Iron Homeostasis in Health and Disease
AbstractIron is required for the survival of most organisms, including bacteria, plants, and humans. Its homeostasis in mammals must be fine-tuned to avoid iron deficiency with a reduced oxygen transport and diminished activity of Fe-dependent enzymes, and also iron excess that may catalyze the formation of highly reactive hydroxyl radicals, oxidative stress, and programmed cell death. The advance in understanding the main players and mechanisms involved in iron regulation significantly improved since the discovery of genes responsible for hemochromatosis, the IRE/IRPs machinery, and the hepcidin-ferroportin axis. This review provides an update on the molecular mechanisms regulating cellular and systemic Fe homeostasis and their roles in pathophysiologic conditions that involve alterations of iron metabolism, and provides novel therapeutic strategies to prevent the deleterious effect of its deficiency/overload. View Full-Text
Scifeed alert for new publicationsNever miss any articles matching your research from any publisher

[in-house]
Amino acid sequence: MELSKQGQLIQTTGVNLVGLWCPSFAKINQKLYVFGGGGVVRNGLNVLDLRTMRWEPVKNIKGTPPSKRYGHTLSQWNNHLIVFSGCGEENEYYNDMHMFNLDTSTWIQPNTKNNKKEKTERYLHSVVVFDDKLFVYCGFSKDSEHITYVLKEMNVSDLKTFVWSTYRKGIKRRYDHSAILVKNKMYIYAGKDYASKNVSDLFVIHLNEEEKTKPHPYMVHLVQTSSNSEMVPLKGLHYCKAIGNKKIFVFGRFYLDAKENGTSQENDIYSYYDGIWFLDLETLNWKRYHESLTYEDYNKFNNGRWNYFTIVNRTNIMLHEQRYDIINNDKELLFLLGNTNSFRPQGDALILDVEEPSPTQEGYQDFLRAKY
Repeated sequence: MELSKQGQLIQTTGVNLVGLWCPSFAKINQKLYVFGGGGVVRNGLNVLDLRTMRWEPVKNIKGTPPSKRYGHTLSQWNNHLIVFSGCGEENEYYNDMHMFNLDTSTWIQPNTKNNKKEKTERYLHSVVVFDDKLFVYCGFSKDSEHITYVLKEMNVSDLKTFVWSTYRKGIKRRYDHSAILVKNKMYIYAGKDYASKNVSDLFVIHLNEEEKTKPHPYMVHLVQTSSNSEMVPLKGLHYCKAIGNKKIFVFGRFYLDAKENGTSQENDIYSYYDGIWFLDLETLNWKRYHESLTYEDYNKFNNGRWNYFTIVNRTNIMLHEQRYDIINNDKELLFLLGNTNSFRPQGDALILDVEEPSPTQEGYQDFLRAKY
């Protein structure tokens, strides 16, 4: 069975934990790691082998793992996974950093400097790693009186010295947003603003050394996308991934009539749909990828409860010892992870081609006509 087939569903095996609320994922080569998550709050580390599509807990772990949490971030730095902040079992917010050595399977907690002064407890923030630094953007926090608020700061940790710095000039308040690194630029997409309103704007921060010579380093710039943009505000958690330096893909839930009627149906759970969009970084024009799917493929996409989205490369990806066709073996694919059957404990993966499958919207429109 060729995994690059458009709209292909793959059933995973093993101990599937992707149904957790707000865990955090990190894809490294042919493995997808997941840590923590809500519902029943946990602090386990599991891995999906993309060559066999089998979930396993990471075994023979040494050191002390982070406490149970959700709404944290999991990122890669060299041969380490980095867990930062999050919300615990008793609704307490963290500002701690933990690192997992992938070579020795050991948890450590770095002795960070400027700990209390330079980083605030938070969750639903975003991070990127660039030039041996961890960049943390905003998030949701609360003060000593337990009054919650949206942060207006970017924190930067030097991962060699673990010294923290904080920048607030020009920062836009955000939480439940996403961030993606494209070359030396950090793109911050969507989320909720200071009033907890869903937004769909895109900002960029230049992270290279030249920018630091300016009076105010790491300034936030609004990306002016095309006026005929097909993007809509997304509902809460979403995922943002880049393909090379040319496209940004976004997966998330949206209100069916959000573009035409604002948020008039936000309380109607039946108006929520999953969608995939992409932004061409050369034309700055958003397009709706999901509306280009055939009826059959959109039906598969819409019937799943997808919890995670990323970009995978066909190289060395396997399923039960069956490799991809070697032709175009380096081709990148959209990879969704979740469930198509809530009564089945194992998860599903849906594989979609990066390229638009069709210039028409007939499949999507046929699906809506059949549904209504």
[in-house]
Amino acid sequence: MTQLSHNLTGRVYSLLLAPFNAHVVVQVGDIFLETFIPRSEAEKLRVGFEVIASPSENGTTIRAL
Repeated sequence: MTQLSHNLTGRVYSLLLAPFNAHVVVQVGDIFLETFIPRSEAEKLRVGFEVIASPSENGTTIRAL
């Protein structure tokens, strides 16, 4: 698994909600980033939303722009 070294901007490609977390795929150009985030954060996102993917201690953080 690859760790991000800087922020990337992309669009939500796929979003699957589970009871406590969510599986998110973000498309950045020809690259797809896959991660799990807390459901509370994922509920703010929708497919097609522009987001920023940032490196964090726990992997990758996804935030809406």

- Get alerts for new papers matching your research
- Find out the new papers from selected authors
- Updated daily for 49'000+ journals and 6000+ publishers
- Define your Scifeed now
Gozzelino, R.; Arosio, P. Iron Homeostasis in Health and Disease. Int. J. Mol. Sci. 2016, 17, 130.
Gozzelino R, Arosio P. Iron Homeostasis in Health and Disease. International Journal of Molecular Sciences. 2016; 17(1):130.Chicago/Turabian Style
Gozzelino, Raffaella; Arosio, Paolo. 2016. "Iron Homeostasis in Health and Disease." Int. J. Mol. Sci. 17, no. 1: 130.
Note that from the first issue of 2016, MDPI journals use article numbers instead of page numbers. See further details here.